Peace After Marriage (Ghazi Albuliwi, writer/co-director/producer; Bandar Albuliwi co-director/producer; Faruk Ozerten, producer): A Woody Allen-esque New York City romantic comedy that was born for the Tribeca Film Festival. Ghazi Albuliwi wrote, directed and co-starred in the festival hit West Bank Brooklyn (2002), and has teamed up with his brother Bandar and producing partner Faruk to pitch his second project, Peace After Marriage. An emotionally starved Palestinian-New Yorker agrees to a marriage of convenience—the terms being that she gets a green card, while he gets to escape his overbearing parents. The catch: His new wife is Israeli. Needless to say no one supports this particular brand of culture clash, but the distance from their respective cultural influences drives this unlikely pair closer together. Our romantic heroes are products of disparate backgrounds, but Albuliwi manages to use the backdrop of his hometown to bring them together in a way that allows them to laugh at each other and themselves. Peace After Marriage went on to win TAA’s Best Narrative award, a sure sign that great things are to come from this creative business team.

Gun Hill Road (Rashaad Ernesto Green, director/screenwriter; Michelle-Ann Small, producer): From high comedy to high drama comes a narrative feature about an inner-city family. A father tries to assimilate back into society after a hard criminal life and a brutal stint in jail, while his son explores gender and sexual identity issues. Although their issues are different, the struggle is the same as both men try to figure out their new place in the social world of the Bronx. We found this to be a deep, relatively untouched subject matter for an urban setting, and are really looking forward to mapping this project’s progress.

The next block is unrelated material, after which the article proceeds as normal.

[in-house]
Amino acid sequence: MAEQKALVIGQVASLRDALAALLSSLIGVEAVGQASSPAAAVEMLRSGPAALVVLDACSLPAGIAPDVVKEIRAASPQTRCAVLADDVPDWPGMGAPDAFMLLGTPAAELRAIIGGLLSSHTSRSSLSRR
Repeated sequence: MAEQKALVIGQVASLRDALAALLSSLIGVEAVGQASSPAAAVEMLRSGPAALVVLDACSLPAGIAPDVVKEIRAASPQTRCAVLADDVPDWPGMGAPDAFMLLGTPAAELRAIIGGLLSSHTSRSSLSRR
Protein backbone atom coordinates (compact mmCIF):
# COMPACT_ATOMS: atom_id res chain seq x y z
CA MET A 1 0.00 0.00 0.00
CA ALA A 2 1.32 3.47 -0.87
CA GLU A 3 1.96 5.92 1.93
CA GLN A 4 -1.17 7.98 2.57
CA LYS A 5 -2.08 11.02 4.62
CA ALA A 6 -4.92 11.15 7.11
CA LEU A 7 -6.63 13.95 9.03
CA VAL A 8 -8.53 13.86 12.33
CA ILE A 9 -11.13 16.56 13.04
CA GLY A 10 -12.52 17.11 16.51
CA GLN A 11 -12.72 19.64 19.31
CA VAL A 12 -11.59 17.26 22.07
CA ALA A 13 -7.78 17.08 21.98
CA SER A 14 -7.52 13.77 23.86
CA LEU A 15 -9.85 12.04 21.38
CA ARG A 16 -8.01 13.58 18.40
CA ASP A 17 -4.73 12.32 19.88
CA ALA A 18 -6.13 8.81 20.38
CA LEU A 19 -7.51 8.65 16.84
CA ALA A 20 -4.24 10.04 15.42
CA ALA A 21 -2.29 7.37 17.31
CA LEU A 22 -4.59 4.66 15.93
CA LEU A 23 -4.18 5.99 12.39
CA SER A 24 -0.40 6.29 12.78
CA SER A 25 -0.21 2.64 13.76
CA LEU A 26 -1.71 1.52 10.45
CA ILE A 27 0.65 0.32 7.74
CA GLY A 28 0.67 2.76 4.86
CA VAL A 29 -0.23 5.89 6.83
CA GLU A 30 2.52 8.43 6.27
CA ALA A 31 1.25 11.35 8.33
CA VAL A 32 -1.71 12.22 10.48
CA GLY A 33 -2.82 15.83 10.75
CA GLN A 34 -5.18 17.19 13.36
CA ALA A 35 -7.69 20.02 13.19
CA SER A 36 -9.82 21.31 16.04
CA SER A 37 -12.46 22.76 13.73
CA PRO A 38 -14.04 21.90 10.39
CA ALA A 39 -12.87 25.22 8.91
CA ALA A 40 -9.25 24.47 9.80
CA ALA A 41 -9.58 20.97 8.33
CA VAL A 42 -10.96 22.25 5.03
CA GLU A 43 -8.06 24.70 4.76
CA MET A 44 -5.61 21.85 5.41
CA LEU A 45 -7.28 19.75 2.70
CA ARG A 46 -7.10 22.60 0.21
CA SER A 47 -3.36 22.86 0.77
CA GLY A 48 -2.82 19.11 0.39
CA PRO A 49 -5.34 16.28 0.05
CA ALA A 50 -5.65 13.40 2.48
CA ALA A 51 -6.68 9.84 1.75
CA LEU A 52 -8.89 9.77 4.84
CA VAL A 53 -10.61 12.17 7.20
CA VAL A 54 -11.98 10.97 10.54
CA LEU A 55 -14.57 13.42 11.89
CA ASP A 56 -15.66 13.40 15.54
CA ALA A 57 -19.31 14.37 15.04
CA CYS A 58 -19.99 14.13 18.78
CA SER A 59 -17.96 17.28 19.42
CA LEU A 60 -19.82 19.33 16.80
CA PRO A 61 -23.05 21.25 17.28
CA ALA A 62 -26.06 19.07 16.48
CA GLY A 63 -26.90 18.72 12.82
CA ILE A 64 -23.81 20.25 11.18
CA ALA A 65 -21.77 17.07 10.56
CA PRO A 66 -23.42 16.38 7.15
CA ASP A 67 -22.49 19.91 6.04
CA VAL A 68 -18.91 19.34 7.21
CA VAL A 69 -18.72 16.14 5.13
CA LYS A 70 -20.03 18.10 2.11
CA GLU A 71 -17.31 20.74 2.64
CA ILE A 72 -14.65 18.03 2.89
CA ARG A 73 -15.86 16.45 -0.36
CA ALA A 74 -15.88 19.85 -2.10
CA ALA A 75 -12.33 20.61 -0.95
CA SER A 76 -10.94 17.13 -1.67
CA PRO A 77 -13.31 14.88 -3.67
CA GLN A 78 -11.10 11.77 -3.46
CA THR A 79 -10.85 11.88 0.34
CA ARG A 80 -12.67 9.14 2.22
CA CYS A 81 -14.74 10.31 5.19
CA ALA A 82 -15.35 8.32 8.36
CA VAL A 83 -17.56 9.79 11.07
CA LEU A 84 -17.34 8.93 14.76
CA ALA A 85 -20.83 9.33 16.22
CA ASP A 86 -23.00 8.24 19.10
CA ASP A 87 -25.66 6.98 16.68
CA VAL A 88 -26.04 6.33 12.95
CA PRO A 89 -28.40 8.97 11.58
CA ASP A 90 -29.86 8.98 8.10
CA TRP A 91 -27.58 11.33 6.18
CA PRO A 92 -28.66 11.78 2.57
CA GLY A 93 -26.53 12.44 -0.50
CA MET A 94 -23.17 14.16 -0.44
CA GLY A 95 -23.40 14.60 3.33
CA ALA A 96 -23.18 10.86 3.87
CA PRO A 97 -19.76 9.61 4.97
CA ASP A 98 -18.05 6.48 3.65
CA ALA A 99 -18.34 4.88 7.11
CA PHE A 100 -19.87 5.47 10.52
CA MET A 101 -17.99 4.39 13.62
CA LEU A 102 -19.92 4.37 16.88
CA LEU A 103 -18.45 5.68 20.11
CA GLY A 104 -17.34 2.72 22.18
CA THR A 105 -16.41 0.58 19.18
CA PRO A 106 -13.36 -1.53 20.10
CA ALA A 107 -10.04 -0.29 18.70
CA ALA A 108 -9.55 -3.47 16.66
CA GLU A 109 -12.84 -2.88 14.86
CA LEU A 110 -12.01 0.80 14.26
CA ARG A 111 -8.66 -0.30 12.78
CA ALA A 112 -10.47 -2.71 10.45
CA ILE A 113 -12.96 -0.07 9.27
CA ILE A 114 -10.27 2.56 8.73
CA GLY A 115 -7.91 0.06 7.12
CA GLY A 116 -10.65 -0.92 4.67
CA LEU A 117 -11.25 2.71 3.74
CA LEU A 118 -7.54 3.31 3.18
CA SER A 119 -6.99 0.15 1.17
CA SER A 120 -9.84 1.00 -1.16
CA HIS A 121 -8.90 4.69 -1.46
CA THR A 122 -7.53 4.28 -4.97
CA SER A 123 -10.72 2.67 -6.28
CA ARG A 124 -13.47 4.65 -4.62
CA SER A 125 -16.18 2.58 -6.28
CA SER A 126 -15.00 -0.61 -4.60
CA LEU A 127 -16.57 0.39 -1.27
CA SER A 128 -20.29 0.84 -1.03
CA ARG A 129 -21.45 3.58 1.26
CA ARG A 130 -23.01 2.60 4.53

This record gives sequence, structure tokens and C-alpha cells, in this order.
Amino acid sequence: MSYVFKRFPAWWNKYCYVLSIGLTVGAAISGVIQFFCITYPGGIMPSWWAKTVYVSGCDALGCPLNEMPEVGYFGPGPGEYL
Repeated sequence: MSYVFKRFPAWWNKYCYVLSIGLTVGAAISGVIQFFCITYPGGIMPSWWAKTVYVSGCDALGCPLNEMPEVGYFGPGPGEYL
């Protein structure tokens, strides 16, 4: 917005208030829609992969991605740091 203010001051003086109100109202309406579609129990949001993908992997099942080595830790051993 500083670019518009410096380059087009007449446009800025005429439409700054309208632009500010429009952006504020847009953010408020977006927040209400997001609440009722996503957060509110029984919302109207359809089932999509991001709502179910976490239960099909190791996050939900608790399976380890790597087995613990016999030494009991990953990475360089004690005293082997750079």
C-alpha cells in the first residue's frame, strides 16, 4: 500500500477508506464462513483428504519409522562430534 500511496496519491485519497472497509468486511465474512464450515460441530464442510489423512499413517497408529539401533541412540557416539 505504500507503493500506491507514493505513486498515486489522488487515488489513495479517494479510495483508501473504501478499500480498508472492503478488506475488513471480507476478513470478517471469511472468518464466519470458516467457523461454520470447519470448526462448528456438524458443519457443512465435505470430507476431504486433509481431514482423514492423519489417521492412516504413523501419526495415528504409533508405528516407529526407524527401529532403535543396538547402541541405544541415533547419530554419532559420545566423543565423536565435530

Sweet Hands (Jason Perez, director/producer): Last on our schedule (but certainly not least) was Sweet Hands. To put it simply, the subject of this fascinating doc is a real-life Rocky. A Golden Gloves quarter-finalist, Nisa Rodriguez is a fighting machine. Groomed to be a champion, an unexpected turn in her home life puts her boxing career on hold. This thrilling project kept us on the edge of our seats. The project is still in development so it would be everyone’s loss if we gave too much away. We can say that the moviemakers captured Nisa’s story in such a way that you will walk away with a new hero. This is a perfect example of the beauty of documentary moviemaking, as Jason was totally open artistically to the twists and turns of this project. We will definitely be rooting for Jason and Nisa in the near future.

Overall, Tribeca All Access 2010 was an enormous success. We could not have found a more invigorating way to kick off the spring festival season and summer production mania. We would like to wish all of the participants the best of luck and congratulate them on their success. Thank you to Tribeca for your continued contribution to independent film, and keeping the indie spirit alive in New York City.

See you next year!

Attorney Steven C. Beer is a shareholder in Greenberg Traurig’s New York office and has served as counsel to numerous award-winning writers, directors and producers, as well as industry-leading film production, film finance and film distribution companies. He is the founder of R&B FM, LLC, a film production company focusing on producing music-oriented films.